On the Absence of Beasts in Shakespeare

Two Gentlemen of Verona, finished yesterday: Nicely wrought but formulaic and forgettable: The only Shakespeare play with a dog in it. The rest of Shakespeare’s works marked, if that’s the word, by the absence of animals with certain revealing exceptions.

Famously, the Winter’s Tale features a bear (“Exit pursued by a bear”).

But I rack my brains for any other roles for animals in Shakespeare. The first Elizabethan theaters featured bear baiting for the low fellows, and bear baiting was precisely what its name implies: testing, “baiting” and wounding the bear until it was enraged, and would attack the bravos. Sickening, like bullfighting: just as care-for-the-stranger marks the Chinese and the Jews as civilized people, no society in which animals aren’t protected from abuse can claim to be civilized.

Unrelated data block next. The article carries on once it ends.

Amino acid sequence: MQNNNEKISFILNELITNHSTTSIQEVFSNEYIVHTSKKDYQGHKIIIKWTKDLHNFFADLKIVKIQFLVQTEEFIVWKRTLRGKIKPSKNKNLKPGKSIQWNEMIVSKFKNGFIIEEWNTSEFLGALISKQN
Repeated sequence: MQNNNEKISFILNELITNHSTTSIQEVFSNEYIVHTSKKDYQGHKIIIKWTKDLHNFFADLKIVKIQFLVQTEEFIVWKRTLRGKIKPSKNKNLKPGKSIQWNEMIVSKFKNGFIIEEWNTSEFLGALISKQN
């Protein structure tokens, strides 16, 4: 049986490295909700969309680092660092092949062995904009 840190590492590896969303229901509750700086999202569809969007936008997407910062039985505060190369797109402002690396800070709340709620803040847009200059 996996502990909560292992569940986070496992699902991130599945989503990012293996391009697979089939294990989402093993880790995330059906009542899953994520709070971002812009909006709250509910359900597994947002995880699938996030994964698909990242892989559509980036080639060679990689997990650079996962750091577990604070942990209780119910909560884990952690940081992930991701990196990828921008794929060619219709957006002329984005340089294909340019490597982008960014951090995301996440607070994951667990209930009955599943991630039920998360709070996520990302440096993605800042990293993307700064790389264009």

My guess is that Shakespeare didn’t go for bear-baiting. The Duke of York is “baited” in Henry VI part 3 and it’s clear Shakespeare found “baiting” and slowly killing a man or beast reprehensible.

But I can’t think of any Shakespeare passages condemning the use of animals in war: in Richard III, Richard tells a flunky (Catesby?) to “saddle white Surrey for the field tomorrow”, and in a much more famous line, Richard is on foot crying “my kingdom for a horse”. This implies that poor White Surrey was killed in the affray unless White Surrey threw Richard and escaped to a cozy barn in Leicester with plenty of hay.

Tenderness towards horses does appear in Richard II, the deposed Richard laments the theft of his horse Roan Barbary by Henry IV.

So I fall into a watch, and then a reverie, about discovering a Shakespeare play: The Lamentable History of Spot, the Dog of Avon.


2 Responses to “On the Absence of Beasts in Shakespeare”

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